Out of the bin and Back in the ground

As a child, I grew up in a world where our household rubbish was magically taken away in a garbage truck. I remember my brothers’ excitement at the weekly event featuring a truck, its driver and the two men who stood on the back of the truck. The two men would jump on and off the stand on the back of the truck. They would throw the rubbish placed carefully in a bin on the kerbside from each house into the truck. Growing up, household kerbside collections evolved. Bins got bigger, and waste collection was mechanised.

A consequence of our waste collection system is that many of us just don’t think about waste. We buy, consume what we want, and dispose of what we don’t use in our household bins or at other facilities. How often do we stop and think, where does this go? Are we recovering enough? Can we do more?

For too long, our consumption has been mindless. We just don’t stop and think about waste. However, this started to change for many Australians when the ABC aired War on Waste. We needed to be shown. We need to see what we individually pile up and what is happening to the waste we mindlessly throw away.

If we had to dispose of our waste, if we saw it mounting up, and if the damage delivered by waste was more visible to more of us, would we be so mindless?

There is no doubt the work I do, changes me. My composting journey is an outcome of my work. In the past five years I have worked on reducing household food waste in a project funded by Redland City Council. I have supervised two PhD students Dr Jeawon Kim and Aarti Seewak. Jeawon worked on food waste and Aarti is currently working on composting. After helping to deliver the two week intensive Tackling Marine Pollution through Recycling short course, I was moved to act. Maybe I could change the way I consume and cut back on packaging, start composting and more. 2020 began with the resolve to give composting a go.

In earlier project work, we had run co-design sessions. In this work composting was indicated by many people as a solution they would support. A key concern was the smell.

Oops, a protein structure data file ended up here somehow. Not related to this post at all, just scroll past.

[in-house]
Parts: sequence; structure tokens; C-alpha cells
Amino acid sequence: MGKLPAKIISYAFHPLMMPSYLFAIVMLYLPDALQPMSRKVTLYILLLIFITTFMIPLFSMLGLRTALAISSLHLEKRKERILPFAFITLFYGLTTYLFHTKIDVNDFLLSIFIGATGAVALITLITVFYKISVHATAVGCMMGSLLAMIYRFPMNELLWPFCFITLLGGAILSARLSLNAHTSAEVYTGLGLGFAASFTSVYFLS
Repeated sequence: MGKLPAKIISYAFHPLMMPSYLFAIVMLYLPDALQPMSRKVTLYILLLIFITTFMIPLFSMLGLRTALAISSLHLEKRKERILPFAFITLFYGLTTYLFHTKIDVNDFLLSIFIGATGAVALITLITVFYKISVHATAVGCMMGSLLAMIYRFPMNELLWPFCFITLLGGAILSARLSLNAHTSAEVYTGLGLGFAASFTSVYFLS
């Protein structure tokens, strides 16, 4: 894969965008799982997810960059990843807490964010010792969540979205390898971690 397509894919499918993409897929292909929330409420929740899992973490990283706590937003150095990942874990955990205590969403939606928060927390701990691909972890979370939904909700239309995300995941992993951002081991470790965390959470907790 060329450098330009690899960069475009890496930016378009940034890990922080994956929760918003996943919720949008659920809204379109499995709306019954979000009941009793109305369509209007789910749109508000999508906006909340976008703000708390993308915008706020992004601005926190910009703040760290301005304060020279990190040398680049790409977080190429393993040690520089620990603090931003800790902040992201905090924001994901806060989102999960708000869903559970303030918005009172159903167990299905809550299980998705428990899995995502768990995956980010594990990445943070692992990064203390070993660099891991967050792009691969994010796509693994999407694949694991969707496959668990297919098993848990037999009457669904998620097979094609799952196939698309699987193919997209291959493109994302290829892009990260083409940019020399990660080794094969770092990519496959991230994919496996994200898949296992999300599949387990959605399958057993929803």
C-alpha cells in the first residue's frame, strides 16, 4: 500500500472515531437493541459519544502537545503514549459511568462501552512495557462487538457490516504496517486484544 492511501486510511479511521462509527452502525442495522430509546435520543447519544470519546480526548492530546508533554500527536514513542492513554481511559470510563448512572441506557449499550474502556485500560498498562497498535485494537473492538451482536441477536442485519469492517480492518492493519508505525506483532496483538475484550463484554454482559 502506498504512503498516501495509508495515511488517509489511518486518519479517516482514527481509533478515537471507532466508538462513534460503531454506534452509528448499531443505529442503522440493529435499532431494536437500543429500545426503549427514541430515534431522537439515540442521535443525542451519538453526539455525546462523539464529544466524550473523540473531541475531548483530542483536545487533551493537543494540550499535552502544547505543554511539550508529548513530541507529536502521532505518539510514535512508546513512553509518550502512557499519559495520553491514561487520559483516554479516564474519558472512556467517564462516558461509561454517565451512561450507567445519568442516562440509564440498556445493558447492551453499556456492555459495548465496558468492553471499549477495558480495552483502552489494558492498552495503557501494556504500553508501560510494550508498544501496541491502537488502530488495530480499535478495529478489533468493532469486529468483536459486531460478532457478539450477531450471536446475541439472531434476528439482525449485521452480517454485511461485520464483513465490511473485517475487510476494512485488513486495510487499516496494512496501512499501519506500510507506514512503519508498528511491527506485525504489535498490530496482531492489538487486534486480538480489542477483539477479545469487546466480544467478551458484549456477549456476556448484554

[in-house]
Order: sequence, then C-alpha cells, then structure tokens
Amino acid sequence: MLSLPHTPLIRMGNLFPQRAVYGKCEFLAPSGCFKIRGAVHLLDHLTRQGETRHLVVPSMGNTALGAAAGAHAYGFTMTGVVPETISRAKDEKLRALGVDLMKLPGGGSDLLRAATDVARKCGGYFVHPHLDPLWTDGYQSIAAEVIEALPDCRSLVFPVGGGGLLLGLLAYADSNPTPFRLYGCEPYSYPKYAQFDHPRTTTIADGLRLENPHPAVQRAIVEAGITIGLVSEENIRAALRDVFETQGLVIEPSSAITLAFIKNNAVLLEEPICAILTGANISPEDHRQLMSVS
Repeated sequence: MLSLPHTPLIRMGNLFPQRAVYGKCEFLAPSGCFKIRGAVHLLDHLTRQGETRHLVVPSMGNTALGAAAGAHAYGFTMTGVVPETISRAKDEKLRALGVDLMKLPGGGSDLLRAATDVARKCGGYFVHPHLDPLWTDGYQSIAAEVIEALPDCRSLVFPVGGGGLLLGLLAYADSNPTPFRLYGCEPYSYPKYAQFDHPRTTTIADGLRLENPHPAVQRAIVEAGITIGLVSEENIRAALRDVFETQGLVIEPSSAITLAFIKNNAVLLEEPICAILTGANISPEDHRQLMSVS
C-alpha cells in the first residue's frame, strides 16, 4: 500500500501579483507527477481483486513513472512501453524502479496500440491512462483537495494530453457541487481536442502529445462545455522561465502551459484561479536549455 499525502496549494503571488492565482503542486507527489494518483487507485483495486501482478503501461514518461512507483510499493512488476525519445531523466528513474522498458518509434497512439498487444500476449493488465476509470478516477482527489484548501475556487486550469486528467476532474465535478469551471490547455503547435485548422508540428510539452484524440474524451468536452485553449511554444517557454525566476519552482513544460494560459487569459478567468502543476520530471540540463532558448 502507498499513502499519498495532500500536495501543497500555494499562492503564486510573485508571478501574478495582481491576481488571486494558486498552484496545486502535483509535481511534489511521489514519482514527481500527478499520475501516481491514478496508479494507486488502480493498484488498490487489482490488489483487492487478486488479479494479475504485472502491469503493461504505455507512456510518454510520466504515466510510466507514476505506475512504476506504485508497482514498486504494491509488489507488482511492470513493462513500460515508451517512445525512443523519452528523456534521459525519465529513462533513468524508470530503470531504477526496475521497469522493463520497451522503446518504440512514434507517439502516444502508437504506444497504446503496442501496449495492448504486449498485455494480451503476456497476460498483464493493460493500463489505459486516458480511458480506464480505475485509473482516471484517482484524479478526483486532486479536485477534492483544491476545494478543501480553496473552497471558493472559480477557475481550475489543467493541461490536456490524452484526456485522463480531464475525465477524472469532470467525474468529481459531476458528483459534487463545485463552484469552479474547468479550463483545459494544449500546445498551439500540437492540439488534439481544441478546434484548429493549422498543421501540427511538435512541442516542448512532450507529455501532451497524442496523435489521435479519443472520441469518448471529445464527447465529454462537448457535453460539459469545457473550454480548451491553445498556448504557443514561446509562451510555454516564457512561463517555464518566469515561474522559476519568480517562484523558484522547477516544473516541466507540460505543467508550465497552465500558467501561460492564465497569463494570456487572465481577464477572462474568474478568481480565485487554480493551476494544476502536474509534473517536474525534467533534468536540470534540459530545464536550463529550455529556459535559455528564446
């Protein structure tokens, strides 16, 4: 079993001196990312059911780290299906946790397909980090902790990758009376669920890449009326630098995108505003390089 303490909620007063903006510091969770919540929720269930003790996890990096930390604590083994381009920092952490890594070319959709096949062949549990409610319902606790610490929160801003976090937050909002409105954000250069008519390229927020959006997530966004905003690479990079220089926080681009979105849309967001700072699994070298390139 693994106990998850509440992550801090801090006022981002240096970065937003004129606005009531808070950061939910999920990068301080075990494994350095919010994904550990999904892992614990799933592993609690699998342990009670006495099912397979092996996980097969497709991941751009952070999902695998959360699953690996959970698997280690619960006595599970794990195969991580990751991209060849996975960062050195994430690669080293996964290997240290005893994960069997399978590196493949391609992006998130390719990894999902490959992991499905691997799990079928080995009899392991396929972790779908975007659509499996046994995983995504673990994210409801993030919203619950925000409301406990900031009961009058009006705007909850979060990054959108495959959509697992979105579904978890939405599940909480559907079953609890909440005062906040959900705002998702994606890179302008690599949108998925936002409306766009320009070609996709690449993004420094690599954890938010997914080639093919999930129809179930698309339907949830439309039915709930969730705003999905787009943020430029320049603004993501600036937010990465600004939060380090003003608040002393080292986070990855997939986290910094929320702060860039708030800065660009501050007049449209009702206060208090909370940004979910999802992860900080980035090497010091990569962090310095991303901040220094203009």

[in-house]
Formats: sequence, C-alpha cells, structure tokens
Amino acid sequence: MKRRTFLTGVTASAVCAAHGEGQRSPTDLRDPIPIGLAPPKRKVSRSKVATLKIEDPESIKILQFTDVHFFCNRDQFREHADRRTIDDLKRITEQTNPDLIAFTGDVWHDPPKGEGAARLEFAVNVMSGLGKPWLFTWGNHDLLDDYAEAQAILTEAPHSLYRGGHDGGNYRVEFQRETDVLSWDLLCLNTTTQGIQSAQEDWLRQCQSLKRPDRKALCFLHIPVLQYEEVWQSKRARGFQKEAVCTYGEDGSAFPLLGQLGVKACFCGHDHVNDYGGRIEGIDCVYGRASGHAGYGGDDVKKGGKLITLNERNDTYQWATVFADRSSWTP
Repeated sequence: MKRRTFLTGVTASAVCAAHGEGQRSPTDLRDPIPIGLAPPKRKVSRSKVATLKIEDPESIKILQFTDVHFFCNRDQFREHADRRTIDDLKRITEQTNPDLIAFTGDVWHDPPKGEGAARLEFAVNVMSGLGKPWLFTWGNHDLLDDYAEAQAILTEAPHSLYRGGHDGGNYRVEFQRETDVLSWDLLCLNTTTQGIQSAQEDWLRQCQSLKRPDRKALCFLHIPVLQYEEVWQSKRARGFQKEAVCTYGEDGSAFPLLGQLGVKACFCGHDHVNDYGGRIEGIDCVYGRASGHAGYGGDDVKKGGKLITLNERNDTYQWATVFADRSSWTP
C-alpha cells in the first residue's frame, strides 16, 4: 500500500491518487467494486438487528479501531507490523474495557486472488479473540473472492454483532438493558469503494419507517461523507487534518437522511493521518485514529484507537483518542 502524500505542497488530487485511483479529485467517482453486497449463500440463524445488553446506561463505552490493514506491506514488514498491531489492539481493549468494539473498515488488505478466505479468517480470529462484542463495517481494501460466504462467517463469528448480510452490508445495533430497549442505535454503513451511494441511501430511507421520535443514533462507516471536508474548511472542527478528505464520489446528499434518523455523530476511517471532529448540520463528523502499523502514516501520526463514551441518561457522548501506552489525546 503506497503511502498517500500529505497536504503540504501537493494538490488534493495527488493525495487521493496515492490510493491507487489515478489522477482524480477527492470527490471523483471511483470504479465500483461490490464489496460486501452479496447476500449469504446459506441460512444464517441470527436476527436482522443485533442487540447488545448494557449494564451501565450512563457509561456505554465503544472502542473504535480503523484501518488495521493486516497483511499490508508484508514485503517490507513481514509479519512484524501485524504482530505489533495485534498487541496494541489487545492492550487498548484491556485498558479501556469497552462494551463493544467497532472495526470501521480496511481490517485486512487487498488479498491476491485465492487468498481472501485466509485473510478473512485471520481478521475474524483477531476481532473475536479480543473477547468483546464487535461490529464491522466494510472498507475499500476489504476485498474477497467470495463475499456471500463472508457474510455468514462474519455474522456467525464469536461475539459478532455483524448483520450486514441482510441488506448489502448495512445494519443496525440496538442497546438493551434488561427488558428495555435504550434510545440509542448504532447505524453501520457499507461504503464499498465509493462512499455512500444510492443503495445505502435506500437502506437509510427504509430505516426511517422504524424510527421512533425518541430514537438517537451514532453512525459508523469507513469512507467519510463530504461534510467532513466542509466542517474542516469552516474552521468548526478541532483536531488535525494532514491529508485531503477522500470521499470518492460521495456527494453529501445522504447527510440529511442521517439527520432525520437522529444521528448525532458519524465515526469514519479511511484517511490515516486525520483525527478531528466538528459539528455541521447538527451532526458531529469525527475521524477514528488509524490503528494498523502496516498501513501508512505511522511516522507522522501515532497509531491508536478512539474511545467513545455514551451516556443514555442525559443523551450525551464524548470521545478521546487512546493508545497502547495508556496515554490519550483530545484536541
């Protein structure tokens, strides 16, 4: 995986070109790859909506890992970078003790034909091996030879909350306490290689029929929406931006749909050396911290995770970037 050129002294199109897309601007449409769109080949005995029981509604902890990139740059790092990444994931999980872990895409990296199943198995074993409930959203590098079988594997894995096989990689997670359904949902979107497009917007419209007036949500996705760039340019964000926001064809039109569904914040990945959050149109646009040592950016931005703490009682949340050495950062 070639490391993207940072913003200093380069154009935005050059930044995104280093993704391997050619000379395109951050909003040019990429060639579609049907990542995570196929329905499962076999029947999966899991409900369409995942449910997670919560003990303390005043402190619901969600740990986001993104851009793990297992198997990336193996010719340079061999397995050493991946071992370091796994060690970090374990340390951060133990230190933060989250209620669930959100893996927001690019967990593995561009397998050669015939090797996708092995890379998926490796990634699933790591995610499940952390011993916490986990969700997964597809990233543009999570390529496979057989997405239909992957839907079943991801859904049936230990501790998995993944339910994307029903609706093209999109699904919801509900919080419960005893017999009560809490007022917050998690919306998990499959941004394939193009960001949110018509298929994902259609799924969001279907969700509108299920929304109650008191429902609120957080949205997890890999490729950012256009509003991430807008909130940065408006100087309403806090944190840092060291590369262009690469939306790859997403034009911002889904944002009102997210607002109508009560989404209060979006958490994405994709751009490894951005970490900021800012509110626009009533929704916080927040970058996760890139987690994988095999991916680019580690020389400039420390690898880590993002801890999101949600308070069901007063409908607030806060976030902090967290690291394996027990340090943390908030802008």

Many people in a workshop listening to a speaker standing out in front of them.
People collaborating at a table with sheets of paper.

When I started my composting journey, I had no idea what to do. I started with Google. This is what I learned.

1. Make sure you have brown and green matter.

2. The ratio that works best for me here in Brisbane is two parts brown to every one part of green. I am told one part brown to one part green can be better in other parts of Australia.

A close up of dead leaves filling up a wheelbarrow.

Brown materials

  • Small sticks (no bigger than your hand)
  • Fallen leaves
  • Toilet paper rolls
  • Egg cartons
  • Straw and hay
  • Shredded paper
  • Dry grass
  • Wood ash

Green materials

  • Coffee grounds
  • Vegetable scraps
  • Green tree clippings (cut to finger size)
  • Bush trimmings
  • Old flowers
  • Animal hair
  • Human hair
  • Old flower bouquets

3. Pile it up. It doesn’t really matter how it all piles up. One big pile, lots of little piles or you can build or repurpose wooden crates to have your own holding bays.

A pile of dead leaves.

4. If you want to speed up the rates to get your compost faster, three things really help:

a) Water your compost pile

b) Make sure your pieces are small, e.g. shred or mow them

c) Turn the pile. I found a large, wide turning fork made this easy.

A mound of dirt and dead leaves.

5. When your compost is broken down to a level, you are happy with pop it straight onto your garden or dig it in.

6. Enjoy your garden. You will see an extra flush of green, colourful flowers, and other action in no time.

A close up of a plant in a garden.

Listening to people’s fears about composting during the research we were conducting, I had low expectations for composting. I just wasn’t sure what I was in for. I was totally surprised. There were no or very few bad smells. It is all in the ratio of brown to green. If you get enough brown matter into your pile and throw your kitchen scraps into the pile regularly, there are no bad smells.

I would encourage anyone who has a back yard to use some space – a back corner can do – and to start composting. Over the last year, I have learned we let so much go when we pile it up in our bins. When you think about it, it’s crazy. I now have a ridiculously oversized bin with less than a shopping bag size of waste in a good week. I should have been doing this years ago!

Written by Prof. Sharyn Rundle-Thiele, Founding Director, Social Marketing @ Griffith.

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